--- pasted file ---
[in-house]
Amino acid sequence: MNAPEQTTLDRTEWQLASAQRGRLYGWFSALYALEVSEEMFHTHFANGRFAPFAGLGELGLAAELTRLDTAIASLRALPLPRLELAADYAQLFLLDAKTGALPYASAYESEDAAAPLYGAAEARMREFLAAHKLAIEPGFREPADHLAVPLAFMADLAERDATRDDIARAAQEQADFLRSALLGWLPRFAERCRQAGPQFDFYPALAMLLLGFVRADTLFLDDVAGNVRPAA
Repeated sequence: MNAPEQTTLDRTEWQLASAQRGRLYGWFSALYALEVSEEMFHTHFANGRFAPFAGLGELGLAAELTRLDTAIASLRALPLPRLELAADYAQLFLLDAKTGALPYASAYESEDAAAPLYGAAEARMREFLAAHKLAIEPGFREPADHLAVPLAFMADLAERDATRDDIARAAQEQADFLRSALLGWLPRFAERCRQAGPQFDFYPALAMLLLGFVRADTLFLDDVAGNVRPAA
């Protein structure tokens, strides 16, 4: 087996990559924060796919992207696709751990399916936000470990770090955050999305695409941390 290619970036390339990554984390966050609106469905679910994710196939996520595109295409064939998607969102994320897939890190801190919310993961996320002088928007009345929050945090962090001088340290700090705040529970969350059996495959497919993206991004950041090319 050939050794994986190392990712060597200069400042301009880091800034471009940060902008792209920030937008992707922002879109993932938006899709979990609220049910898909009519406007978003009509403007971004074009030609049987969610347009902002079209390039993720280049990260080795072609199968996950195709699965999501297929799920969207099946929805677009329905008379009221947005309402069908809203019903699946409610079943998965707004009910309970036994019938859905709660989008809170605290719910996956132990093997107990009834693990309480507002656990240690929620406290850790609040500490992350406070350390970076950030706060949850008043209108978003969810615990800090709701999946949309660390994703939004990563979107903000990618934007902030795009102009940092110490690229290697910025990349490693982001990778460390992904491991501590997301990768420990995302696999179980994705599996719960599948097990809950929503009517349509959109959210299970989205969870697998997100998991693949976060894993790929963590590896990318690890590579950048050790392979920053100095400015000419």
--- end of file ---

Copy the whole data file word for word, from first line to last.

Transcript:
[in-house]
Amino acid sequence: MNAPEQTTLDRTEWQLASAQRGRLYGWFSALYALEVSEEMFHTHFANGRFAPFAGLGELGLAAELTRLDTAIASLRALPLPRLELAADYAQLFLLDAKTGALPYASAYESEDAAAPLYGAAEARMREFLAAHKLAIEPGFREPADHLAVPLAFMADLAERDATRDDIARAAQEQADFLRSALLGWLPRFAERCRQAGPQFDFYPALAMLLLGFVRADTLFLDDVAGNVRPAA
Repeated sequence: MNAPEQTTLDRTEWQLASAQRGRLYGWFSALYALEVSEEMFHTHFANGRFAPFAGLGELGLAAELTRLDTAIASLRALPLPRLELAADYAQLFLLDAKTGALPYASAYESEDAAAPLYGAAEARMREFLAAHKLAIEPGFREPADHLAVPLAFMADLAERDATRDDIARAAQEQADFLRSALLGWLPRFAERCRQAGPQFDFYPALAMLLLGFVRADTLFLDDVAGNVRPAA
């Protein structure tokens, strides 16, 4: 087996990559924060796919992207696709751990399916936000470990770090955050999305695409941390 290619970036390339990554984390966050609106469905679910994710196939996520595109295409064939998607969102994320897939890190801190919310993961996320002088928007009345929050945090962090001088340290700090705040529970969350059996495959497919993206991004950041090319 050939050794994986190392990712060597200069400042301009880091800034471009940060902008792209920030937008992707922002879109993932938006899709979990609220049910898909009519406007978003009509403007971004074009030609049987969610347009902002079209390039993720280049990260080795072609199968996950195709699965999501297929799920969207099946929805677009329905008379009221947005309402069908809203019903699946409610079943998965707004009910309970036994019938859905709660989008809170605290719910996956132990093997107990009834693990309480507002656990240690929620406290850790609040500490992350406070350390970076950030706060949850008043209108978003969810615990800090709701999946949309660390994703939004990563979107903000990618934007902030795009102009940092110490690229290697910025990349490693982001990778460390992904491991501590997301990768420990995302696999179980994705599996719960599948097990809950929503009517349509959109959210299970989205969870697998997100998991693949976060894993790929963590590896990318690890590579950048050790392979920053100095400015000419």